The respective heads of the National Prosecuting Authority (NPA) and the Public Protector, each at the helm of an institution responsible for upholding justice in South Africa, are both staring down the barrel in separate matters that will eventually decide their fates.
National Director of Public Prosecutions (NDPP) Shaun Abrahams and Public Protector Busisiwe Mkhwebane have both taken flak for the management of their institutions. The Constitutional Court is yet to rule on Abrahams' future, while MPs are mulling a possible investigation into her fitness for office.
But there is no clarity on when a decision will be made in either matter.
The onslaught against the NDPP began in December last year, when the High Court in Pretoria declared that Abrahams' placement at the helm of the NPA was invalid — because his predecessor Mxolisi Nxasana's appointment and exit on a huge and invalid golden handshake of R17-million had been illegal.
The court left the responsibility of appointing his replacement to President Cyril Ramaphosa, who at the time was former president Jacob Zuma's deputy. Zuma and Abrahams appealed the decision, but with Zuma out of office, Ramaphosa withdrew the presidency's appeal and left Abrahams out in the cold to fight for his job.
In February, Abrahams tried to convince the Constitutional Court that he should keep his job. The court reserved its judgment.
Judiciary spokesperson Nathi Mncube told HuffPost there has been no confirmation on a date for delivery of this judgment.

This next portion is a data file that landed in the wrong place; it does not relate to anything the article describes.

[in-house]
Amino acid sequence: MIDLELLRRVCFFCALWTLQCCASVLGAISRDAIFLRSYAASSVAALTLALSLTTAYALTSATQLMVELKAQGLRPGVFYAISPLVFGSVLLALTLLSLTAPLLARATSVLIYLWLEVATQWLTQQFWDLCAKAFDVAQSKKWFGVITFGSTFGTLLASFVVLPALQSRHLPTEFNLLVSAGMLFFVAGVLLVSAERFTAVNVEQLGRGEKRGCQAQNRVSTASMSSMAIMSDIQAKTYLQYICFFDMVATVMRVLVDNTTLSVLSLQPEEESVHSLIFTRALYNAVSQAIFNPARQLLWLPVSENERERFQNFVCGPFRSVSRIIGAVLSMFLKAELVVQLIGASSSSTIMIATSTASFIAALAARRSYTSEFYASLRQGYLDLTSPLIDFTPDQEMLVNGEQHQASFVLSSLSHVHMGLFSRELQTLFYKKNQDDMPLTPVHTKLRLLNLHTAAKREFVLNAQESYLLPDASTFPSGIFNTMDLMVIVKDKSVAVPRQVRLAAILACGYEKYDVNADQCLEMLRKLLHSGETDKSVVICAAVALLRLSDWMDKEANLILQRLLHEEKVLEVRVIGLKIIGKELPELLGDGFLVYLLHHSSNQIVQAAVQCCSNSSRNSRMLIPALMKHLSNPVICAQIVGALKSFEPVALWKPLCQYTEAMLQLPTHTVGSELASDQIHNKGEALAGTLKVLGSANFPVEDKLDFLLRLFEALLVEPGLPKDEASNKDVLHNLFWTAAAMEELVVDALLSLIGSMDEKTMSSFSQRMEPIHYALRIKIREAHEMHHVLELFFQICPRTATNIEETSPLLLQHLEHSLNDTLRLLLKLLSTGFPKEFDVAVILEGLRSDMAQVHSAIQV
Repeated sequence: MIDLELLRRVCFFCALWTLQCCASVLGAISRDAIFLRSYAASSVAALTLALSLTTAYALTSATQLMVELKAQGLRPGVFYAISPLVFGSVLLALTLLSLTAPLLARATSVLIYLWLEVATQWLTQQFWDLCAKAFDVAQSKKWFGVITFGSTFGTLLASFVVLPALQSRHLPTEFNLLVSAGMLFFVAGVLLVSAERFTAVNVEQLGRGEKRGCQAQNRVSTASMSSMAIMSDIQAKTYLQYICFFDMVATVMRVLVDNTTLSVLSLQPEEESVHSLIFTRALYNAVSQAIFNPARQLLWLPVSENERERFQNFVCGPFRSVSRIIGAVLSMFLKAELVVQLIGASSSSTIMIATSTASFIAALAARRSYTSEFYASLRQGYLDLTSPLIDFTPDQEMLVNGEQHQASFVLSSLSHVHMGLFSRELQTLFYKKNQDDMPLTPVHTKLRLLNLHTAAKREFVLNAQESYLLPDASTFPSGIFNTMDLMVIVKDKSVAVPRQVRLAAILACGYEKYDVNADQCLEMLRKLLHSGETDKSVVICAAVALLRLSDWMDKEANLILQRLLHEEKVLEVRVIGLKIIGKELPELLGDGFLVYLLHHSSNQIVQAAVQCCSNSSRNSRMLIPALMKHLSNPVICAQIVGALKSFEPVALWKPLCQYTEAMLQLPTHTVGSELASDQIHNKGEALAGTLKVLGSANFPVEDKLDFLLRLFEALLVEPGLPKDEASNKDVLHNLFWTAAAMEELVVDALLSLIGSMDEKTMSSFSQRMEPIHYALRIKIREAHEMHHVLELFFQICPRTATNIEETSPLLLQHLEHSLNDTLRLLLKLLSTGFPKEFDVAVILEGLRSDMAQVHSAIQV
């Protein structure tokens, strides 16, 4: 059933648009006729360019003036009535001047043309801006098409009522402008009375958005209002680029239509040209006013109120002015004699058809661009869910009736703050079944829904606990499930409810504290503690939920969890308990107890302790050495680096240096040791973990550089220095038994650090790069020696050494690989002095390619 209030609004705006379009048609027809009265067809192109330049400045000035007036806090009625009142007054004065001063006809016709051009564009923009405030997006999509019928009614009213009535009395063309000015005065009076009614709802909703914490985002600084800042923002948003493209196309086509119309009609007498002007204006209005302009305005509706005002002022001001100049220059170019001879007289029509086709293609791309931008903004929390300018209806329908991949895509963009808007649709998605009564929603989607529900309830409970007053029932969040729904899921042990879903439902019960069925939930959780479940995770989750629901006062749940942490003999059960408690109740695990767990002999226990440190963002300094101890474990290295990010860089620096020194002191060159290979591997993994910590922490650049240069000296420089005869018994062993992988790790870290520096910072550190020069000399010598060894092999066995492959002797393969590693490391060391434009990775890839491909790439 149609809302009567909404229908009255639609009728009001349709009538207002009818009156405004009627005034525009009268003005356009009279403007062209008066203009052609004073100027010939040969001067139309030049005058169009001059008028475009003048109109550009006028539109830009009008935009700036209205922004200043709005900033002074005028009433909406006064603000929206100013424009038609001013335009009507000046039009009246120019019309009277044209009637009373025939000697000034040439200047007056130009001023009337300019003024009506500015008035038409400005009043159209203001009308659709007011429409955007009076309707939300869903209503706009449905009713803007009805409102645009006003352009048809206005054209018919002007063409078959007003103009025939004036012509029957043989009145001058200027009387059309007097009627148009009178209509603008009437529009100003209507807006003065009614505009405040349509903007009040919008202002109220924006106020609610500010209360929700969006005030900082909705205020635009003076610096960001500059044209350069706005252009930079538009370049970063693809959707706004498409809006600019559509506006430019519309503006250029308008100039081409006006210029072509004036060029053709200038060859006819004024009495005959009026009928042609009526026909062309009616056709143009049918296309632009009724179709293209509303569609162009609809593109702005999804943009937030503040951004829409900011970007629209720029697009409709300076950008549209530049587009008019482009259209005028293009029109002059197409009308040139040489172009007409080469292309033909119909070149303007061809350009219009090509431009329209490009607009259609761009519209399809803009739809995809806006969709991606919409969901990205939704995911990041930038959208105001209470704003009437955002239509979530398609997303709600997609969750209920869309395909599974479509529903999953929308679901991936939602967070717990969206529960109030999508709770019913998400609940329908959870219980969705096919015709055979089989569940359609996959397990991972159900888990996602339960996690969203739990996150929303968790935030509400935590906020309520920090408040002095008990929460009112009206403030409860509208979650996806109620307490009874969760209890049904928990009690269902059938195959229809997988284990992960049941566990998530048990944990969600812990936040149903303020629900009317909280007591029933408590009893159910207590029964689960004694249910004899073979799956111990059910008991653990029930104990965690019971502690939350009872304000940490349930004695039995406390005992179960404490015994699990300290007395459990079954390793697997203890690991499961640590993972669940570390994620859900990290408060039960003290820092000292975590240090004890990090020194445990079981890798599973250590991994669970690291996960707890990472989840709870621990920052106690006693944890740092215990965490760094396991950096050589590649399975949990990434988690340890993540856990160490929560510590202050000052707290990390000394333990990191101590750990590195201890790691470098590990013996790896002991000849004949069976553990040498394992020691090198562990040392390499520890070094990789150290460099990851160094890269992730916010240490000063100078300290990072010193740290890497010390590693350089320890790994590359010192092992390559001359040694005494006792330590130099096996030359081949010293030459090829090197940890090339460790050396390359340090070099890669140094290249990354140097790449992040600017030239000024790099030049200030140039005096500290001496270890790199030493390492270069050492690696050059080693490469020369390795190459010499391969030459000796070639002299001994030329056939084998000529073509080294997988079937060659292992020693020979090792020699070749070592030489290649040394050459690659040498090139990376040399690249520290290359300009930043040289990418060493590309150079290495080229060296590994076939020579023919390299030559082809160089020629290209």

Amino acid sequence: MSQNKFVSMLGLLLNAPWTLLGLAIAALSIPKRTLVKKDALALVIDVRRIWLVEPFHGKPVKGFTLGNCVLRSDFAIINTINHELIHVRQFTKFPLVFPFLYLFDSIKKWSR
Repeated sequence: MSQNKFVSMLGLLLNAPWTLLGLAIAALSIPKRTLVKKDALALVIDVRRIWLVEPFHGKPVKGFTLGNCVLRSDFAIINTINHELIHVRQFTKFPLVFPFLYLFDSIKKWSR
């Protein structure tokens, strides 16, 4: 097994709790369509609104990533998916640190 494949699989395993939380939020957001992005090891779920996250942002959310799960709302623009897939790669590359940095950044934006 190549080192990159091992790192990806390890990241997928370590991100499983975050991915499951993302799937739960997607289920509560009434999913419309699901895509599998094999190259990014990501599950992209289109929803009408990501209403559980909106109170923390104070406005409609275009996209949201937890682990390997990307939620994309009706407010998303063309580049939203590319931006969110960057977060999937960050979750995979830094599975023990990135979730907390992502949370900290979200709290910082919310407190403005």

"When a court reserves judgment, it can give a date for when judgment will be heard in some instances. It remains reserved until the court notifies all parties that they are ready to proceed. We have not had that confirmation," he said.
Mkhwebane's fitness to hold office is under the microscope after a number of her recent reports attracted criticism.
On Wednesday, DA chief whip John Steenhuisen briefed Parliament's portfolio committee on justice and correctional services on the party's request to expedite the procedure to remove her from office.
But committee chairperson Mathole Motshekga said it resolved to reserve its decision on whether or not to hold an inquiry into Mkhwebane's fitness to hold office until she has had an opportunity to respond to the complaints against her.
"I believe in the rule of natural justice, and therefore the committee must hear the other side... [Steenhuisen] can set his complaint out in writing. The committee will inform the public protector of it, and request her response in writing before we make a determination on whether to call her to elaborate on it. The committee will after this also decide on the necessity for an inquiry," said Motshekga.
For South Africa and two of its vital public institutions, justice will apparently be delayed a while longer.
** This story has been edited for accuracy since it was originally published.